Any payment of a ransom to a kidnapper or pirate is entirely immoral. The person who does so deserves harsh moral criticism, up to and including actual punishment. (In other words, it should be illegal to pay a ransom.)
This post is inspired by the profitable criminal activity of pirating ships off of the coast of Africa, though it concerns a wider range of issues in fact.
That which we reward, we feed and nourish, is that which we get more of. And that which we condemn and starve, withers and (hopefully) dies. We certainly have no reason to see kidnapping and piracy become the status-quo as its practitioners gain wealth that isn’t available to people holding honest jobs. The proper policy is to starve this particular profession, to refuse to deal with it.
This is not a question of paying money to secure the health and well-being of a loved one. This is a question of buying something for oneself using methods that do harm to others. It's a matter of securing the health of one's own loved one by pushing an innocent person in front of a bus. Because, by paying ransom – by rewarding and promoting the business of kidnapping and extortion as useful business practices – one is funding for the kidnapping of the next person in line. The ransom-payer is the financier of the next kidnapping and, if the next kidnapping goes badly, should be considered an accessory to the murder.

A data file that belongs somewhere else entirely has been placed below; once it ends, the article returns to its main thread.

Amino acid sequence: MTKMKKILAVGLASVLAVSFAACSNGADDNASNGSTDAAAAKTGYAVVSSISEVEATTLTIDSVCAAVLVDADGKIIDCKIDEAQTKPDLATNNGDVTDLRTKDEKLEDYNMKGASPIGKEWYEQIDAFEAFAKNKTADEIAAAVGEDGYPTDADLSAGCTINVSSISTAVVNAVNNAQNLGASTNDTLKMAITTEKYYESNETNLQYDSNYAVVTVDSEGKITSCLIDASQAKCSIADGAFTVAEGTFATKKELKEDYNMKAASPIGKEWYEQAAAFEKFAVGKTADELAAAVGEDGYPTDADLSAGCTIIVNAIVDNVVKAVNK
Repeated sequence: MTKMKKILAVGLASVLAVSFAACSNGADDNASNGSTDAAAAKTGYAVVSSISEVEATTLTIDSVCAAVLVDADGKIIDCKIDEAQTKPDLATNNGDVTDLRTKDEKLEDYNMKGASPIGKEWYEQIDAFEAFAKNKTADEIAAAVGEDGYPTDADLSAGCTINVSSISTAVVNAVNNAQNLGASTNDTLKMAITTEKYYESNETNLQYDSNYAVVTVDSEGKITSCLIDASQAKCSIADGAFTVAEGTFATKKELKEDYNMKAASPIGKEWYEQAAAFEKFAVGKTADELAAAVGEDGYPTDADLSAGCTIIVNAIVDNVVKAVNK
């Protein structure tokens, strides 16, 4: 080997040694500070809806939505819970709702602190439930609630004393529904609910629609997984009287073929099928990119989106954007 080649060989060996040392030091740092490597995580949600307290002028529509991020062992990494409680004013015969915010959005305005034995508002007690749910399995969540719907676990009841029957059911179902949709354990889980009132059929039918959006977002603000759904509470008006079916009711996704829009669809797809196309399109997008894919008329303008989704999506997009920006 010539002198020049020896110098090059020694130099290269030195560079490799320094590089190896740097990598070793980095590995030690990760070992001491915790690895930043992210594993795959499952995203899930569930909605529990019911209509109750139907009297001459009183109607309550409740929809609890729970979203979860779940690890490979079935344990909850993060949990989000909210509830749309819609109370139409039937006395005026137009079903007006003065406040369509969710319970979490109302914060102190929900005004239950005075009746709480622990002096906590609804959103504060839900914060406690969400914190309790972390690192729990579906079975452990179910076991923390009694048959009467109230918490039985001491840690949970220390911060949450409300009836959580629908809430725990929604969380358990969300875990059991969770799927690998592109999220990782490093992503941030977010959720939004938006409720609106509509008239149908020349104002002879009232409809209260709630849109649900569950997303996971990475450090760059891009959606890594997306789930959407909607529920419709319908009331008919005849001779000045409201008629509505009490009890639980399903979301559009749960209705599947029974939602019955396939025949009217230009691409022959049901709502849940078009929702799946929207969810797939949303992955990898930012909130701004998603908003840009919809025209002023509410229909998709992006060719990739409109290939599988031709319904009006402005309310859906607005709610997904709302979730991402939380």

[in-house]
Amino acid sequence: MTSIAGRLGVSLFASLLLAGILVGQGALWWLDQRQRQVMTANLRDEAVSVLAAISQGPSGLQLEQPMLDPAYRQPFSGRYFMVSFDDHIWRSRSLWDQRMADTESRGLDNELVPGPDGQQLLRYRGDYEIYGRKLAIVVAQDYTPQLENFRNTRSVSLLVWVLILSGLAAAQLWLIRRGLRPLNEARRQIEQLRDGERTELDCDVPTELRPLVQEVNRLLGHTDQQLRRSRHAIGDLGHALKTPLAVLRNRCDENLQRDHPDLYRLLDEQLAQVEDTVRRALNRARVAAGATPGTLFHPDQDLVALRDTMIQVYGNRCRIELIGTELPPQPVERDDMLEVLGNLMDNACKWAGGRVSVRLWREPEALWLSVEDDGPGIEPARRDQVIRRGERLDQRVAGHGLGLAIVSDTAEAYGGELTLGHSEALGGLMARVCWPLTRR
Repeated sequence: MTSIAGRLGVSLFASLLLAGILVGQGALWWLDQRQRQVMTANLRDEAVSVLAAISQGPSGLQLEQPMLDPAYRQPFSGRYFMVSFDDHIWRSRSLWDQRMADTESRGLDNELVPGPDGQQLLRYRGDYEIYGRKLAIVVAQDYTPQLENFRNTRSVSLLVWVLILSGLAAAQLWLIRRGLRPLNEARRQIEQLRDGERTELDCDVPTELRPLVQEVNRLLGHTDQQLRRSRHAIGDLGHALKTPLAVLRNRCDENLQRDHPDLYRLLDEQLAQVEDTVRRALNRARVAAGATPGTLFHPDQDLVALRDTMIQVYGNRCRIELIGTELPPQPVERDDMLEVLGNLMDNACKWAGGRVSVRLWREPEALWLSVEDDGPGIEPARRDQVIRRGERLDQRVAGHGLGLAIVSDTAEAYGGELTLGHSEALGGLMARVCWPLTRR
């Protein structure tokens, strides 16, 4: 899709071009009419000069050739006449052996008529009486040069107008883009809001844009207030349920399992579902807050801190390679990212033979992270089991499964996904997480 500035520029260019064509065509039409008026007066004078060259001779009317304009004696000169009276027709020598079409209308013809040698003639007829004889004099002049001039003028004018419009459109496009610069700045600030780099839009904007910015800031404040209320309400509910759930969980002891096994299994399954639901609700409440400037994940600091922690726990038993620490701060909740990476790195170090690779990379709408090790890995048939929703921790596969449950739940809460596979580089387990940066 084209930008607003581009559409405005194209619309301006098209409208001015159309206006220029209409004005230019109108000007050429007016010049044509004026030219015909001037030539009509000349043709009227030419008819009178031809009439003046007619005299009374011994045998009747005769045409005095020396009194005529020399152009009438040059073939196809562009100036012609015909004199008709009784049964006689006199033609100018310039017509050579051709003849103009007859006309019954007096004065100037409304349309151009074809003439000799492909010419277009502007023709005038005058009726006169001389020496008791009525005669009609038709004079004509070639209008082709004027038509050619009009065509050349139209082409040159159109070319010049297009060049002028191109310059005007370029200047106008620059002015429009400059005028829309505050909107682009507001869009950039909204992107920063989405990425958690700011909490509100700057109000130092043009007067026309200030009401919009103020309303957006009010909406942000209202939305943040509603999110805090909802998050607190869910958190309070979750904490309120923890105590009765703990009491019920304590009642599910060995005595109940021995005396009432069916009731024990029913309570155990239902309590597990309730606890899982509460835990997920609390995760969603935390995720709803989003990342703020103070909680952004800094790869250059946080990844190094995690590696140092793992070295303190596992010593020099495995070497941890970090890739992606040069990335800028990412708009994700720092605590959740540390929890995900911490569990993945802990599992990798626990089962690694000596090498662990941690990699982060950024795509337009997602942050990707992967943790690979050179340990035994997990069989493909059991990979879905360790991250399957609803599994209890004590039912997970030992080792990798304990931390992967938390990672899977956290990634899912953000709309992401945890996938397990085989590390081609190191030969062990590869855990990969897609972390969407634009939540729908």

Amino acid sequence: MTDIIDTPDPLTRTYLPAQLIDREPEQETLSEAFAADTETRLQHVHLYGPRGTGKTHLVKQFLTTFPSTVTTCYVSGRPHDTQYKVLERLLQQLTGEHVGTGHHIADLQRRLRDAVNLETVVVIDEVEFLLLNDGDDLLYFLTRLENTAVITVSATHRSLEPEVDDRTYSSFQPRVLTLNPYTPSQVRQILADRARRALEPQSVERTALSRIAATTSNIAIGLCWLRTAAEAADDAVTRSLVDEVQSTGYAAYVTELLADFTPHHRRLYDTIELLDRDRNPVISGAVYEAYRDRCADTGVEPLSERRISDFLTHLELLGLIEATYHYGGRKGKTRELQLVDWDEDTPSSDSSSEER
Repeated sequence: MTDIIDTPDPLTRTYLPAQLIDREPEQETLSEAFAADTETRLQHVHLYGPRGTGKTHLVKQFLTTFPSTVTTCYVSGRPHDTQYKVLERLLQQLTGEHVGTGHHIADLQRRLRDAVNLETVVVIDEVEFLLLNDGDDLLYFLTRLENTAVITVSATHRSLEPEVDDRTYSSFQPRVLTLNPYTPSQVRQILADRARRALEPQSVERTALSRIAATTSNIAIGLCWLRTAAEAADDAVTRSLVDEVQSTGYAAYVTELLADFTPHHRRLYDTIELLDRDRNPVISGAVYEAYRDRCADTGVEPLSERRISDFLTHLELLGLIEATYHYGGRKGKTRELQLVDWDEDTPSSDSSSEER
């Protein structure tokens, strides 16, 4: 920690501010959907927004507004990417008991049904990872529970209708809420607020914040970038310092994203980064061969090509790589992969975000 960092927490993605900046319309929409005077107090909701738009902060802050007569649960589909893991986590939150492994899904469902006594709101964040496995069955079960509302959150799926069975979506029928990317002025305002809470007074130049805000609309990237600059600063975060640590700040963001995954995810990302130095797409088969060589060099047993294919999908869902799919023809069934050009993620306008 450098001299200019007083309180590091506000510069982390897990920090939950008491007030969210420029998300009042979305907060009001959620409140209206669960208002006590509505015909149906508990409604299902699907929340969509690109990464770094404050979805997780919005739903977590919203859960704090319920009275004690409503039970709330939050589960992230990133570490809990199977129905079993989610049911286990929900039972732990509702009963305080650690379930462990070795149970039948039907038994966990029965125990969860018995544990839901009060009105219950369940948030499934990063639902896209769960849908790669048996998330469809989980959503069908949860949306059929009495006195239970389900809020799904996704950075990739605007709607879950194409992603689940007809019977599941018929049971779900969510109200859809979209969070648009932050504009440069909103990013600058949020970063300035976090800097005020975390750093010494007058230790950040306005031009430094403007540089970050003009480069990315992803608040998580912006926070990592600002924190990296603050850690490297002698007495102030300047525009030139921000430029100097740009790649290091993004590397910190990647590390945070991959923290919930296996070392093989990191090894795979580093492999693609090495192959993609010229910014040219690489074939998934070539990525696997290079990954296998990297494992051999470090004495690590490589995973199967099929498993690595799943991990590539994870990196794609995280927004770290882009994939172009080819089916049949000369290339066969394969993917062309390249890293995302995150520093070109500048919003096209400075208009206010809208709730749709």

In making this claim, I am not simply saying, "Do not pay a ransom." Hopefully, nobody within eyeshot of this blog will ever face the question of whether to pay a ransom or not.
I am saying that one should hold the person who pays a ransom up to the same condemnation and ridicule that one would give to the kidnappers themselves. We condemn the kidnappers because their dispositions make our lives (and the lives of other innocent people) less secure – subjecting us to thwartings of our desires that we have reason to avoid.
The ransom player does the same thing – showing the same disregard for our welfare that the kidnappers and pirates have shown – showing that our suffering is insignificant.
The ransom payer is like the person who invests in a factory that fills the air with a (social) poison that puts the health of others at risk. The risks created for others gives those others reason to condemn the activities that create the risk, to make the risk less common, and hopefully to eliminate it entirely.
The issue brings up a feature of desire utilitarianism that I have not talked about much. Desire utilitarianism holds that there will be instances of moral conflict – where a person will have a moral duty to engage in or refrain from some action, and not like it.
I word has to be said about the possibility of a parent giving up a child, or anybody giving up some other member of the same family. These are particularly tough demands to be placed on people.
Desire utilitarianism argues for promoting certain desires that tend to fulfill other desires. It is quite possible to have two desires that tend to fulfill other desires on most circumstances. Yet, there can still be rare circumstances where two desires that a person ought to have – and ought to have in abundance – can come into conflict.
Consider the case of a parent who has had a child kidnapped and is being asked for a ransom. The desire to keep one's children safe and to sacrifice (particularly to sacrifice money) for their benefit is a worthy desire – one we have reason to promote. However, the aversion to put other people at risk – particularly other children at risk – is a desire we have reason to encourage as well. To the degree that others are averse to doing harm to children, to that degree our children are safer.